Three years had gone by between this release and the previous Mose Allison outing on Atlantic, perhaps giving the artist time to concoct some of the really tasty lyrics he came up with. The opening track, "Just Like Livin'," alternates between absurd satire and to-the-point cynicism in a way that is completely unique to Allison, although many other artists have tried to imitate it. How many songwriters can sum up life in less than two minutes, after all? There are many other highlights as well, including the memorable structure of "City Home" and a rococo reworking of "You Are My Sunshine" that might cause a riot at a wedding if played as a request. A peak perhaps not only of this album but the entire Allison career is the ballad "Everybody's Cryin' Mercy," as powerful an indictment of hypocrisy as has ever been recorded. Bassist Red Mitchell is on hand with his fat but easy to digest sound, and he seems to prompt Allison to play aggressively. Some of the piano solos sound like they were rendered with various martial arts techniques.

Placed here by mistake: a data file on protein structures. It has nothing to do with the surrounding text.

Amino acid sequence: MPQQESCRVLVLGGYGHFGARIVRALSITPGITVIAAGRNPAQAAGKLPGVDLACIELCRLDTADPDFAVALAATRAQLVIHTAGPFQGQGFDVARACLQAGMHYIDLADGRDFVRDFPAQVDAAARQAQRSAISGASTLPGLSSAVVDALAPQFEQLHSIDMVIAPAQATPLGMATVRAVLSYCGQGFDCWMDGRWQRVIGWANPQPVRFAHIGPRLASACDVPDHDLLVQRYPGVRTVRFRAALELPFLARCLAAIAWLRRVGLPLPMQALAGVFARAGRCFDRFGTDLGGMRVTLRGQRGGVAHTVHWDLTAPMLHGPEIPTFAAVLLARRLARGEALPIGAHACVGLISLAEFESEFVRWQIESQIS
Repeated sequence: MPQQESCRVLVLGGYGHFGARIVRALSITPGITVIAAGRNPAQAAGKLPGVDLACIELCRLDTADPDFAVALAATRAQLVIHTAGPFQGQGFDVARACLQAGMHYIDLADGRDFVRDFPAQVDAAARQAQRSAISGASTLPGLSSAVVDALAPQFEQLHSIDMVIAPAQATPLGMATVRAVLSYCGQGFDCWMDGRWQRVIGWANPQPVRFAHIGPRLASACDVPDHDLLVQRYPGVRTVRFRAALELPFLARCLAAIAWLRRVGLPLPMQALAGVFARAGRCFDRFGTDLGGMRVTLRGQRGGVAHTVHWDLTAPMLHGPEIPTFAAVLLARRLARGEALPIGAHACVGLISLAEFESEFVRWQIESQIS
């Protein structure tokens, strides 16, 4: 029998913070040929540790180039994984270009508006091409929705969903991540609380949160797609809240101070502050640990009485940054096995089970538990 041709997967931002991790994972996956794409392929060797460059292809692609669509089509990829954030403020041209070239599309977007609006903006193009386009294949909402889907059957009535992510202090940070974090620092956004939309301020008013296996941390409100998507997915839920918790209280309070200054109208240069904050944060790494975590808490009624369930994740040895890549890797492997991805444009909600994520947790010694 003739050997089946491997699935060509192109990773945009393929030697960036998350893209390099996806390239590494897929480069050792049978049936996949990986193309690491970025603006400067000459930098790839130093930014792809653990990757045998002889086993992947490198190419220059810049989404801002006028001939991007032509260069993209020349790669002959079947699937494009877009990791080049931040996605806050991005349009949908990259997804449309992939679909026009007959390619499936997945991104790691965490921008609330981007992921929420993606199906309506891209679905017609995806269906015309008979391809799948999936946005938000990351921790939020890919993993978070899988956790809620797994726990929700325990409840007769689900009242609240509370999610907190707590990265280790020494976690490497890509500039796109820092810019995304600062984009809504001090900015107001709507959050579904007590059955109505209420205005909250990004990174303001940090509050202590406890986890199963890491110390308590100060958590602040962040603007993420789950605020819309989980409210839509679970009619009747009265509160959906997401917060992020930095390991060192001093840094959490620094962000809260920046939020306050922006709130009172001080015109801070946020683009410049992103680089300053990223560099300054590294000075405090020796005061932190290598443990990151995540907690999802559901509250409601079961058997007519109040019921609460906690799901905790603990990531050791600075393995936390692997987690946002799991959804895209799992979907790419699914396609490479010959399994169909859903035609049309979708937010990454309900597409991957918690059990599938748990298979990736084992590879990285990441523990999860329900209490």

Share this page
AllMusic Review by Eugene Chadbourne